(Ehh, my subject line is my lame attempt of using the words from “The Song that Never Ends” but with to-read stacks…err, yeah, never mind, lol =P)
This topic came up from Kate @ booksaremyfavouriteandbest and Rory @ fourth street review. I’ve also spoken to/commiserated with Rissi @ Dreaming Under the Same Moon on occasion about the subject of our to-read piles just becoming larger and larger, faster than we’re actually reading them!
You know that website Dog Shame? I’m thinking of starting one featuring readers standing next to their to-be-read stacks. While holding bookshop carrier bags. BECAUSE WE KEEP BUYING BOOKS EVEN THOUGH WE ALREADY HAVE TONNES TO READ. Well I do anyway…
– booksaremyfavouriteandbest’s entry
So lo and behold, here’s the state (sort of) of my to-read pile. Feel free to click on the images to enlarge ^_~
By: Jo Nesbø
Format/Source: galley courtesy of Knopf Doubleday Publishing Group via NetGalley
The electrifying first appearance of Jo Nesbø’s detective, Harry Hole.
Inspector Harry Hole of the Oslo Crime Squad is dispatched to Sydney to observe a murder case. Harry is free to offer assistance, but he has firm instructions to stay out of trouble. The victim is a twenty-three year old Norwegian woman who is a minor celebrity back home. Never one to sit on the sidelines, Harry befriends one of the lead detectives, and one of the witnesses, as he is drawn deeper into the case. Together, they discover that this is only the latest in a string of unsolved murders, and the pattern points toward a psychopath working his way across the country. As they circle closer and closer to the killer, Harry begins to fear that no one is safe, least of all those investigating the case.
I was fortunate to have been approved a galley copy of this novel from the publishers via NetGalley. It came at a good time too as I was in the mood for a mystery. The only novel I’ve read by Jo Nesbo was Headhunters (review) which I really enjoyed so I was looking forward to reading more by him. This book will be released (or re-released, rather) on July 2nd.
Not my gif, as always ^^
- Read a number of books this month, although more on the ARC side than not. On the not side include Rainbow Rowell’s Attachments (review) and Hilary Mantel’s Bring Up the Bodies (review). You can check out all the books I’ve reviewed recently in the book review tag.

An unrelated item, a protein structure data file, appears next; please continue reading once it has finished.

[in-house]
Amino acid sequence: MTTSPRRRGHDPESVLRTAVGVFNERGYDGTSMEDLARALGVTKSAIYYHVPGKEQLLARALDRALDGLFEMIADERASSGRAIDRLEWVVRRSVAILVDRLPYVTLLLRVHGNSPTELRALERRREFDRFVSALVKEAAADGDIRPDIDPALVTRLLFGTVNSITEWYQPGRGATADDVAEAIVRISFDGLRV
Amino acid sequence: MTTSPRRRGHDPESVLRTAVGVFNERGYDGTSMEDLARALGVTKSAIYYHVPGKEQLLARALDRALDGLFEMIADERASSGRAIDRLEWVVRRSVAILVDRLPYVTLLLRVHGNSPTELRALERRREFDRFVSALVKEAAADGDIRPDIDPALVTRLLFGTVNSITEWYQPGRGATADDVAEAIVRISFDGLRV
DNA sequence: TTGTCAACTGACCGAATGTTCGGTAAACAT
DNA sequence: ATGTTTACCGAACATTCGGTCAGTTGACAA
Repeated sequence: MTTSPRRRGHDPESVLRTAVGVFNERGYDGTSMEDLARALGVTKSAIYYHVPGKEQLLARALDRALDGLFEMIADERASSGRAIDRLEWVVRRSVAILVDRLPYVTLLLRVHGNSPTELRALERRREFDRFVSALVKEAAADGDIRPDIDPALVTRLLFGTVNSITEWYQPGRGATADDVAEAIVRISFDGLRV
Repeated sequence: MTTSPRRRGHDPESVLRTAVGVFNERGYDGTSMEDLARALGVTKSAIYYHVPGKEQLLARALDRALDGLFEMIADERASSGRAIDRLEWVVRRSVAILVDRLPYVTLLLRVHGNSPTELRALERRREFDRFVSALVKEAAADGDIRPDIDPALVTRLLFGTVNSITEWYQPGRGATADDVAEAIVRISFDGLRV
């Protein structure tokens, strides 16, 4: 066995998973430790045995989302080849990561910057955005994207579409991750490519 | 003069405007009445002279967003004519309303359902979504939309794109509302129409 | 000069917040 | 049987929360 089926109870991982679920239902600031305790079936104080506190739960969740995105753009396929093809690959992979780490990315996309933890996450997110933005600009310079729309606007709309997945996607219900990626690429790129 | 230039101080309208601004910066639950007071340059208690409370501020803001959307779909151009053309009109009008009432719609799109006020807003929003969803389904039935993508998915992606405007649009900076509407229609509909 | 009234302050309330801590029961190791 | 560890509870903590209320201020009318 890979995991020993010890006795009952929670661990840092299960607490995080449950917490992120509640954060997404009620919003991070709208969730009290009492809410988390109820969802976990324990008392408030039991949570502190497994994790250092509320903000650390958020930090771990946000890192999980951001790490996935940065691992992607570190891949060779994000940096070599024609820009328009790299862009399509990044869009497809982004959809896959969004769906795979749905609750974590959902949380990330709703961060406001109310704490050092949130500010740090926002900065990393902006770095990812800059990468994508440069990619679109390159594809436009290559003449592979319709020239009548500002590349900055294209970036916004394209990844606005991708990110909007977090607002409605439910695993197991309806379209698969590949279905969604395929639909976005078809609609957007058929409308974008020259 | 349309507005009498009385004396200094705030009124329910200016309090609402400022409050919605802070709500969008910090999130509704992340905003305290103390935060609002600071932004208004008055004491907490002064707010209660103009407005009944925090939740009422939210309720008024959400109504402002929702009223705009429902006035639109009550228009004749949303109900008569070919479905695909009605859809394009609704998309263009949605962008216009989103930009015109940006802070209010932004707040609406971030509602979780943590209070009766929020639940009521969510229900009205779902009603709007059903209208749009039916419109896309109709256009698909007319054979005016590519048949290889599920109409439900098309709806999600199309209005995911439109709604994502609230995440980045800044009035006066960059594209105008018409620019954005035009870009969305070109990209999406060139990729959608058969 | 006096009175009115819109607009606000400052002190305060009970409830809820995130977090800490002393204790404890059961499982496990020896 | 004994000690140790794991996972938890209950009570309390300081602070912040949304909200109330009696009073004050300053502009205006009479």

- On the ARC front I’ve reviewed a number of novels including Benjamin Constable’s Three Lives of Tomomi Ishikawa (review), Beth Hoffman’s Looking For Me (review), Courtney Angela Brkic’s The First Rule of Swimming (review), Sarah Jio’s The Last Camellia (review) and Anthony Marra’s A Constellation of Vital Phenomena (review). You can read all of the reviews of the ARCs I’ve read in this tag.
- If you’ve been dropping in on the website all of this month, you may have noticed that I changed layouts twice, lol. Around Mother’s Day it was a rose and all pink and now it’s the Colosseo in Rome and it’s a sort of bright blue. Don’t think I’ll be touching the layout for the next while ^_~
- In my attempts to simplify and re-organise my website, I`ve added an About Me and About This Website pages. Still working on it content-wise but it’s there now =P
- I’m participating in a blog tour in June and July! Keep an eye out for both of them in the coming months (especially as there are goodies involved ^_~). Click on the banners for more information:
- One article of mine was published this month for Youth Speak News. You can read more about what I wrote about and a link to the article over here
- No movies reviewed this month but I’ve continued posting my episode reviews of Orphan Black. Series 1 finale is this weekend! I don’t think I’m ready for it, to be honest. You can read all my posts on that show under this tag
And of course, the following are interesting links that I’ve come across over the past month:
The Yonahlossee Riding Camp for Girls
By: Anton DiSclafani
Format/Source: Advanced reading copy courtesy of the publisher via GoodReads First Reads Programme
It is 1930, the midst of the Great Depression. After her mysterious role in a family tragedy, passionate, strong-willed Thea Atwell, age fifteen, has been cast out of her Florida home, exiled to an equestrienne boarding school for Southern debutantes. High in the Blue Ridge Mountains, with its complex social strata ordered by money, beauty, and girls’ friendships, the Yonahlossee Riding Camp for Girls is a far remove from the free-roaming, dreamlike childhood Thea shared with her twin brother on their family’s citrus farm—a world now partially shattered. As Thea grapples with her responsibility for the events of the past year that led her here, she finds herself enmeshed in a new order, one that will change her sense of what is possible for herself, her family, her country.
The premise of this novel is a little outside of my comfort zone of reading as it involves an equestrienne boarding school. I was intrigued because I have never heard of such an establishment before, not to mention this novel is also set during the Great Depression. I received an advanced reading copy through the GoodReads First Reads programme. It will be available in bookstores on June 4th. May contain very minor spoilers ahead!
A streetwise hustler witnesses the suicide of a girl who looks just like her and falls headlong into a deadly mystery.
Posting this a bit later than usual (sort of) so some of my initial reactions probably didn’t make it into this entry. In the meantime, omg, second last episode of the series! Contains major spoilers ahead if you haven’t seen episode 9 (or any of the episodes this past series)–because, you know,
(Not my gif, as always (bunnies are cute))